Workings of a Virtual Private Network, Part 1
Public-key cryptography is the historical successor to secret-key cryptography. I call them two-key and single-key cryptography. Early ciphers used the very same key to decrypt as to encrypt. When sending a recipient your scrambled message, you must somehow also supply him your key to enable unscrambling.
The Achilles heel is that you may not supply the key using the same communications channel you are trying to secure. By presupposition, it needs securing—information on it is available to others. Others' inability to penetrate the scrambled messages you plan to send relies on keeping your key secret from them. But if you send it over that channel to your intended recipient, you are in effect sending it to others too, defeating your purpose. The term “secret-key” for this type of cipher reflects its requirement for keeping the key secret so it can work.
With public-key cryptography, there are two keys: a scrambler and a mathematically corresponding unscrambler. A person never gives out the unscrambler. Instead, he distributes the scrambler. Unlike a secret key, it doesn't unscramble anything. It doesn't possess the ability or value of unscrambling power. Therefore—drum roll—it's okay if it gets publicly intercepted.
Also, the parties—sender/encryptor and recipient/decryptor—reverse roles. The recipient-to-be, not the sender, generates the keys. And he, not the sender, distributes the necessary (scrambler) key to the other person. Security comes from the fact that the “power” key—the unscrambler—reposes from the start with the recipient where it's needed and never needs to travel. Transmission risk is thereby eliminated. Achilles heel solved.
Now let's see how ssh uses public-key cryptography for RSA authentication, and how it handles encryption. It has a utility, ssh-keygen, that generates matched key pairs and writes them into disk files. Typically, each user who wishes to use ssh/sshd will generate his own key pair, whether actively by running commands on other computers or passively by having users from other computers log in with his user name to run commands. ssh-keygen writes the two key-files into the logged-in user's home directory. The file identity.pub contains the public key suitable for distribution to others and is pure ASCII. The file identity contains the private key to be kept secret. A user runs ssh-keygen only once. Table 2 is the layout of these and some other important ssh files (not all discussed here).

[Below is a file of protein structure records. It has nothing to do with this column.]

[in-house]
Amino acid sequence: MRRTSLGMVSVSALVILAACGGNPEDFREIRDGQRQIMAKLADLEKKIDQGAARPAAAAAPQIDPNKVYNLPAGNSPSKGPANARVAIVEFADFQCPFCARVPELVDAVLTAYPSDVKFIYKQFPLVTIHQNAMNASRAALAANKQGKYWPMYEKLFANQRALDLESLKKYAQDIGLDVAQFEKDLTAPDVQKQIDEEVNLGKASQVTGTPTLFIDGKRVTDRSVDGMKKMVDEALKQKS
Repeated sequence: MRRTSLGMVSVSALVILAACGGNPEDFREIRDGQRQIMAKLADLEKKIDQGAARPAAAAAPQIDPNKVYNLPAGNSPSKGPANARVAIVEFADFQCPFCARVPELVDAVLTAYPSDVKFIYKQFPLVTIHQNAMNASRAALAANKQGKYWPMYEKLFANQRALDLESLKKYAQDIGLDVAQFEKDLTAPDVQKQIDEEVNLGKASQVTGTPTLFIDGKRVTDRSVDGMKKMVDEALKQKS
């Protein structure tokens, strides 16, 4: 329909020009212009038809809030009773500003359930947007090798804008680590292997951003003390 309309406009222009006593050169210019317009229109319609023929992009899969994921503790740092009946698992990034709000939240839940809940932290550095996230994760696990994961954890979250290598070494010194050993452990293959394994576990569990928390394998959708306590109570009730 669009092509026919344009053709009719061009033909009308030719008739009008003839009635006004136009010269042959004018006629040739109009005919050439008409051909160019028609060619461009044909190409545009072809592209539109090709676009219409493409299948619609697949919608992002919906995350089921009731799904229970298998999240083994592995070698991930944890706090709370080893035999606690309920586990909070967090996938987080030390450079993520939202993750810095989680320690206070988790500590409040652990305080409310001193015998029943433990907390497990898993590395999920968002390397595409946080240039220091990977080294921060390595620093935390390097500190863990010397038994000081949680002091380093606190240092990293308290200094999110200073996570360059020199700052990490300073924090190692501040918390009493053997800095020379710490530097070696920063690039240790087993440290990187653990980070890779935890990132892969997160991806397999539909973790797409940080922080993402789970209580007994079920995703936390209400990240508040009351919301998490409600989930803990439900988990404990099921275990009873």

User authentication works as an interplay between users' key files. (ssh also offers host authentication, involving /etc/ssh/ssh_host_key, not discussed here.) I'm talking about the two users who are always party to an ssh connection. First, when you run ssh from the local machine, you are already logged into it as somebody. Second, with the -l option in your ssh command, you specify some target user on the remote machine as the operator there. I'll call these local-user and remote-user. Another key-related file in each ssh user's home directory is authorized_keys. To succeed, RSA authentication must find a copy of local-user's public key embedded in remote-user's authorized_keys file. This will never happen except deliberately. If I, as the local-user, want to be able to log into your machine as you, I send you my public key. I could send you a copy of my identity.pub as a file, or embed its contents in an e-mail message (since it's pure ASCII and security of key transmittal is unimportant). You, the remote-user, will then place my public key into your authorized_keys file with an editor. Authorization will now succeed when I use ssh to log into your machine as you. Conversely, if I want to let you log into my machine as me, you'll send me your public key and I'll drop it into my authorized_keys file.
Authentication by sshd on the remote machine uses the local-user's public key to encrypt something and ship it back to local machine. Local machine must then prove itself by decrypting and sending back to the remote machine data matching the original. At that point, authentication is complete. sshd writes “RSA authentication for remote-user accepted” into the remote log (as above), and lets the session or command proceed. For implementation purposes, you simply need to follow the key prepositioning rules when configuring the computers to interact through ssh.
As we noticed earlier, this method doesn't involve any password. It cares only whether the “petitioning” user can convincingly come up with the expected public key and then demonstrate his possession of the matching private one. While it's counterintuitive, I routinely log into remote machines without a password—as root!
ssh offers other authentication methods, password checking among them (ssh is extensive, with many more options in its configuration files). These methods can be used instead of or in combination with RSA authentication. For purposes of a VPN, given that RSA authentication satisfies the test of adequate security for most, using it alone is preferred because of its transparency.
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